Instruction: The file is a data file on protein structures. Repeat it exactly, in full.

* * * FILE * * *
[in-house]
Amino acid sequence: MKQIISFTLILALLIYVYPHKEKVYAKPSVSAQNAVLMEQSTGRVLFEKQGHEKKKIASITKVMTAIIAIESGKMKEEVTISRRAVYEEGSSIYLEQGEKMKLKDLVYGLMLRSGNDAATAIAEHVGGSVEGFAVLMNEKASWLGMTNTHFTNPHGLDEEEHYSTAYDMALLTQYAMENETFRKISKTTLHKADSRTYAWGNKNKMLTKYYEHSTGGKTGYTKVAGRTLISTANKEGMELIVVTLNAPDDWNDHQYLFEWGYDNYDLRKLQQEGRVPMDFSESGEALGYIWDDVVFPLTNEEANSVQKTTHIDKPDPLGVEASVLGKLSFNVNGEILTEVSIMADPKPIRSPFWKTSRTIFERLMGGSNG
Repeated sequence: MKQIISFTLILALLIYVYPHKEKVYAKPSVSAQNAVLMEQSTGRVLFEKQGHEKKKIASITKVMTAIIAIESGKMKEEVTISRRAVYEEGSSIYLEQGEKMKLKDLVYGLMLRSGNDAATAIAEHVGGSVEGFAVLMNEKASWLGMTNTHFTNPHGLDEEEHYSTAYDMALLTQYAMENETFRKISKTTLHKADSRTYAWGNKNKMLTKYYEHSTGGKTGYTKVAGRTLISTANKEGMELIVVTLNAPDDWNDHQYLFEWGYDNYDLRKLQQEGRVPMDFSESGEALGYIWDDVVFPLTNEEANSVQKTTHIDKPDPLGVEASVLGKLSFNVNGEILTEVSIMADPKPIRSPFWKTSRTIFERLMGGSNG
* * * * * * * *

[in-house]
Amino acid sequence: MKQIISFTLILALLIYVYPHKEKVYAKPSVSAQNAVLMEQSTGRVLFEKQGHEKKKIASITKVMTAIIAIESGKMKEEVTISRRAVYEEGSSIYLEQGEKMKLKDLVYGLMLRSGNDAATAIAEHVGGSVEGFAVLMNEKASWLGMTNTHFTNPHGLDEEEHYSTAYDMALLTQYAMENETFRKISKTTLHKADSRTYAWGNKNKMLTKYYEHSTGGKTGYTKVAGRTLISTANKEGMELIVVTLNAPDDWNDHQYLFEWGYDNYDLRKLQQEGRVPMDFSESGEALGYIWDDVVFPLTNEEANSVQKTTHIDKPDPLGVEASVLGKLSFNVNGEILTEVSIMADPKPIRSPFWKTSRTIFERLMGGSNG
Repeated sequence: MKQIISFTLILALLIYVYPHKEKVYAKPSVSAQNAVLMEQSTGRVLFEKQGHEKKKIASITKVMTAIIAIESGKMKEEVTISRRAVYEEGSSIYLEQGEKMKLKDLVYGLMLRSGNDAATAIAEHVGGSVEGFAVLMNEKASWLGMTNTHFTNPHGLDEEEHYSTAYDMALLTQYAMENETFRKISKTTLHKADSRTYAWGNKNKMLTKYYEHSTGGKTGYTKVAGRTLISTANKEGMELIVVTLNAPDDWNDHQYLFEWGYDNYDLRKLQQEGRVPMDFSESGEALGYIWDDVVFPLTNEEANSVQKTTHIDKPDPLGVEASVLGKLSFNVNGEILTEVSIMADPKPIRSPFWKTSRTIFERLMGGSNG